Thursday, July 29, 2010

Page 100 - Animated Spirit

Chapter Nine

The great plateau of Grinwallin
Same night

He hunkered down on the unmarked turf. There was no sign, not even the slightest mound or depression to show that Neolone’s mortal remains lay buried in the level plain that was Grinwallin's plateau. But he was there and the place was forever etched into his memory.
Torrullin touched his chest, an unconscious gesture from the past when the Dragon on his chest had been the symbol of leadership. The Dragon Neolone hadn’t just been a symbol, a physical manifestation of sovereignty, however, but alive, sentient, a force in battle. He still missed the creature. In the end only the damned Dragon had known him.
Sighing, he rose. It was so ephemeral. If Neolone, millions of years old, didn’t survive, how could anyone expect to? Even the Immortal Guardians were now gone, but for one Centuar, one Siric and the Q’lin’la. Of the Ancients only the birdmen, Declan and the Senlu remained, the latter only because they had re-risen two thousand years ago. Belun was next in age and then himself, although the two of them were not close to Ancient, with Belun having the greater claim. And when all was said and done, the only true Immortal companion he could expect to be with him into goddamned eternity was…Teighlar. There was no one else. He turned to study Grinwallin in the moonlight. Paper lanterns lit the streets and courtyards in pools of colour, unseen from where he stood, so that he saw the silvery tips of roofs and walls with the suggestion of colour rising up.

Page 100 - Walker of Realms

The urge to fight this enemy departed when the Dinor spokesman revealed they had no quarrel with humans. They hadn’t come all this way to mete death out indiscriminately, and Torrullin’s mind moved into negotiation mode. He and Tris would appear as human to these…and thus there could be a way to turn them from this course, negotiate a settlement…maybe…until Camot and Krikian were dumped at the temple’s steps. Golden hair and skin and yellow eyes. Unmistakable. Both men were trueblood.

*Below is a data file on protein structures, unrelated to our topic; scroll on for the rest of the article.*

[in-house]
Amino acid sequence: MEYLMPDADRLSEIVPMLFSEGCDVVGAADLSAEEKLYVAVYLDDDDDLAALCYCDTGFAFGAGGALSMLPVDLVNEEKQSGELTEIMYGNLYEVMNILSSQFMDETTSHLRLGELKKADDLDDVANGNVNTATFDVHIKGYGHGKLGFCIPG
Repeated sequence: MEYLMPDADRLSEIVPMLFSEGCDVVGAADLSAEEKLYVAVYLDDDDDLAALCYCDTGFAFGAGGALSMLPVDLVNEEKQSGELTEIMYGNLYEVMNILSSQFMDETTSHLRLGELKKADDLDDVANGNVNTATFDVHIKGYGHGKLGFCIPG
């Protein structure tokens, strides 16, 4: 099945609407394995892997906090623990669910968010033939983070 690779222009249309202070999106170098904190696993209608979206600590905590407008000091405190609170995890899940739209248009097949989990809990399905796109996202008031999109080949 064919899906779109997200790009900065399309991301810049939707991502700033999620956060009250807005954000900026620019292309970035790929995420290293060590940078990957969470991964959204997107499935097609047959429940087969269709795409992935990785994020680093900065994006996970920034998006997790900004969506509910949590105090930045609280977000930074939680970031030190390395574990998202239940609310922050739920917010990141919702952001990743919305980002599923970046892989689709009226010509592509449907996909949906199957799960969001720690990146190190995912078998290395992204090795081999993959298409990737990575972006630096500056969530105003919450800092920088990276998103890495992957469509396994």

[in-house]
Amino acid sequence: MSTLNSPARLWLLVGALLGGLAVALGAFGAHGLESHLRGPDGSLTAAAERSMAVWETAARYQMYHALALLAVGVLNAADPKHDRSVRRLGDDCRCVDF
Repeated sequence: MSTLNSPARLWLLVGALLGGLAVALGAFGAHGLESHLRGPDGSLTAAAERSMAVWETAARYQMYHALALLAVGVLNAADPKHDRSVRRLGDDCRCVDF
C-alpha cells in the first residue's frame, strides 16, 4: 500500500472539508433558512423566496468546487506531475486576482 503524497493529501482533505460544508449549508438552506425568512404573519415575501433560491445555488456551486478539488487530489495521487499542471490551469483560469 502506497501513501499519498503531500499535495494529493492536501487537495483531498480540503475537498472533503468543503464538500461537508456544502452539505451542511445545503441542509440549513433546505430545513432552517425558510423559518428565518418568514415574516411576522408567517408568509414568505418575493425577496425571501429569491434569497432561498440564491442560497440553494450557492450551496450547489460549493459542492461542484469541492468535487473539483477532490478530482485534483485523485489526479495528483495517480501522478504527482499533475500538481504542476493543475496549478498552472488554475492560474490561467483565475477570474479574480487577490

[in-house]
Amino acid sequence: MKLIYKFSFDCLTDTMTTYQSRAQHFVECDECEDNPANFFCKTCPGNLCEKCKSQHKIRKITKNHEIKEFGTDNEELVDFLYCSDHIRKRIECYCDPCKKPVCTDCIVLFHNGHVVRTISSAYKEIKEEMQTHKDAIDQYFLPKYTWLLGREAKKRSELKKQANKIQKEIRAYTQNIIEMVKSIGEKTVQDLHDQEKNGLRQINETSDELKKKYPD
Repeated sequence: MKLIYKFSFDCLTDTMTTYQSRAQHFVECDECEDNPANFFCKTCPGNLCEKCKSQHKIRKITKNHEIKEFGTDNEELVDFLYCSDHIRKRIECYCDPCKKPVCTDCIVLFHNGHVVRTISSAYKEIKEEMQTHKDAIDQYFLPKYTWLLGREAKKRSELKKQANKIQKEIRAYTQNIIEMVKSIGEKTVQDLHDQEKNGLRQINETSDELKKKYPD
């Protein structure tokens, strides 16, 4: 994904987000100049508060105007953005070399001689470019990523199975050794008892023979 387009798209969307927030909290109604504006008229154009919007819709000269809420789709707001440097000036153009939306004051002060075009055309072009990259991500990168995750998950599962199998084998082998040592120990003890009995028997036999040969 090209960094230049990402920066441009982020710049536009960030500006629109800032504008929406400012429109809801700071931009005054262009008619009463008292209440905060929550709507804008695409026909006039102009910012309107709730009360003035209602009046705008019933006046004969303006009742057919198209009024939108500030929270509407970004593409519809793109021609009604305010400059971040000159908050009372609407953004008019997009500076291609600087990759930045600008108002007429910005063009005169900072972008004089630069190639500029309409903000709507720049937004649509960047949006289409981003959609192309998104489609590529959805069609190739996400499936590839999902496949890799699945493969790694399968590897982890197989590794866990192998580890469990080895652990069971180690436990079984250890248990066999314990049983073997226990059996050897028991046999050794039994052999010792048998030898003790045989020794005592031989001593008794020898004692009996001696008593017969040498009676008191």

Torrullin looked around, motioning for Tristamil to stay up on the platform. Many. Too many. And he couldn’t employ the Voices. He’d never again use the Voices…but he had broken that promise before.
‘The Valleur evacuated when they heard Margus was coming,’ he said, buying time.
An ugly people. Short in stature, an average of about five feet, but brawny with heavy muscles. Strong, familiar with toil…or war. More likely was raiding, preying on each other, but united now in this quest, an absolution from an ancient oath. Hairy: thick, bushy, dark hair, with full, heavy beards, dark hair on the backs of their hands. Generally swarthy, although a few sallow complexions were in evidence. Square faces, big noses with flaring nostrils- also hairy- and deep-set eyes under protruding brows. They were almost pre-historic in make-up, but their eyes swiftly belied a prehistoric way of thinking, revealing that they were more than first appearances. Not only were the eyes sharp in intelligence, but also startling in colour. There was not a pair of dark eyes among them; startlingly pale- black irises encircled by opal-coloured pupils so light it bled away into the white. There was nothing prehistoric about it; these were the eyes of sorcerers. Unsettling. Disturbing. They wore leather breeches and knee-high boots with blackened spurs protruding from the heels- horse riders or just naturally vicious? Heavy fur coats, roughly worked and smelly, enlarged already broad shoulders, and heavy scimitars hung from a leather harness looped from one shoulder across their barrel chests.

Page 100 - Glittering Darkness

Torrullin listened, lying against the pillows and rubbing gritty eyes into wakefulness as his mind grew ever sharper. Tanos paced up and down, talking, explaining, describing. It was the first time he’d been in his son’s private chambers, but he saw nothing, not even the continuing evidence of Saska’s life there. Seeing that blindness and the single intensity, Torrullin knew his father wasn’t being fanciful. Although Tanos would never scoff at another’s dreams, he tended to come down hard on his own…but not this time.
It required deciphering. Torrullin interrupted mid-flow. ‘Tanos.’
Tanos ceased pacing and rounded on him. ‘You don’t believe me!’
‘On the contrary. And we need clarity on it quickly.’ Torrullin rose from the bed, naked, to dress- the black, as ever, as Quilla would snort. He muttered darkly as his long hair caught in the studs of his sword belt, causing Tanos to grin. Torrullin’s one vanity now was his hair, but how it could irritate him also. It was the reason he, Tanos, kept his own locks to a manageable shoulder length.
Torrullin vanished into the bathroom and when he came out again his frown had deepened. He stood in the doorway.
‘What?’ Tanos asked worriedly. In the interim he’d glanced about the bedchamber to see Saska everywhere and now felt the overriding urge to escape.